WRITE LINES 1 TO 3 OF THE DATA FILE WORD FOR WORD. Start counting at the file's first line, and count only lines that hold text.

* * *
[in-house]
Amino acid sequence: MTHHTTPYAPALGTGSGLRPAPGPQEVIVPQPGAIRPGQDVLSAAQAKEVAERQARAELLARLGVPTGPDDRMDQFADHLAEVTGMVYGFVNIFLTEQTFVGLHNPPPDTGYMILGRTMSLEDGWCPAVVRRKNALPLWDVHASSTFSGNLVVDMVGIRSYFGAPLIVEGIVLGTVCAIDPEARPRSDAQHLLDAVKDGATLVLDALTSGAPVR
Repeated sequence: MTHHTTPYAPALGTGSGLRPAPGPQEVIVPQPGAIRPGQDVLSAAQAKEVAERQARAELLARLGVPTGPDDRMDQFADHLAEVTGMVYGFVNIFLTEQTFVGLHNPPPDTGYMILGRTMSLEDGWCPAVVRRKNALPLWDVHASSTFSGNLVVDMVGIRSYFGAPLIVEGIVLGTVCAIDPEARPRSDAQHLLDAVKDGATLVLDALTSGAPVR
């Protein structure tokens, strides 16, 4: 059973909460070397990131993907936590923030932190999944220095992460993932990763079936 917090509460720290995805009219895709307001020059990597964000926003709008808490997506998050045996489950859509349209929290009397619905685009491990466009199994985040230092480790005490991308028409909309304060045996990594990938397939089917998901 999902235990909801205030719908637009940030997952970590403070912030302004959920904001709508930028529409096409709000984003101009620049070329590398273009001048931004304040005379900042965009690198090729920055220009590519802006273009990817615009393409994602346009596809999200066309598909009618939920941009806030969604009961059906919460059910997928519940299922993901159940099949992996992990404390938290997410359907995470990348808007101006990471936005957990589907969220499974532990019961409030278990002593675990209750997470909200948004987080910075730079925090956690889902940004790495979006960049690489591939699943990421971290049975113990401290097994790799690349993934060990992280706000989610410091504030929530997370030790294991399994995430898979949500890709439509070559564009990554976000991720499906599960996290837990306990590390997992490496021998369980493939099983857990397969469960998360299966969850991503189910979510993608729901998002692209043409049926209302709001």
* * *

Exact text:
[in-house]
Amino acid sequence: MTHHTTPYAPALGTGSGLRPAPGPQEVIVPQPGAIRPGQDVLSAAQAKEVAERQARAELLARLGVPTGPDDRMDQFADHLAEVTGMVYGFVNIFLTEQTFVGLHNPPPDTGYMILGRTMSLEDGWCPAVVRRKNALPLWDVHASSTFSGNLVVDMVGIRSYFGAPLIVEGIVLGTVCAIDPEARPRSDAQHLLDAVKDGATLVLDALTSGAPVR
Repeated sequence: MTHHTTPYAPALGTGSGLRPAPGPQEVIVPQPGAIRPGQDVLSAAQAKEVAERQARAELLARLGVPTGPDDRMDQFADHLAEVTGMVYGFVNIFLTEQTFVGLHNPPPDTGYMILGRTMSLEDGWCPAVVRRKNALPLWDVHASSTFSGNLVVDMVGIRSYFGAPLIVEGIVLGTVCAIDPEARPRSDAQHLLDAVKDGATLVLDALTSGAPVR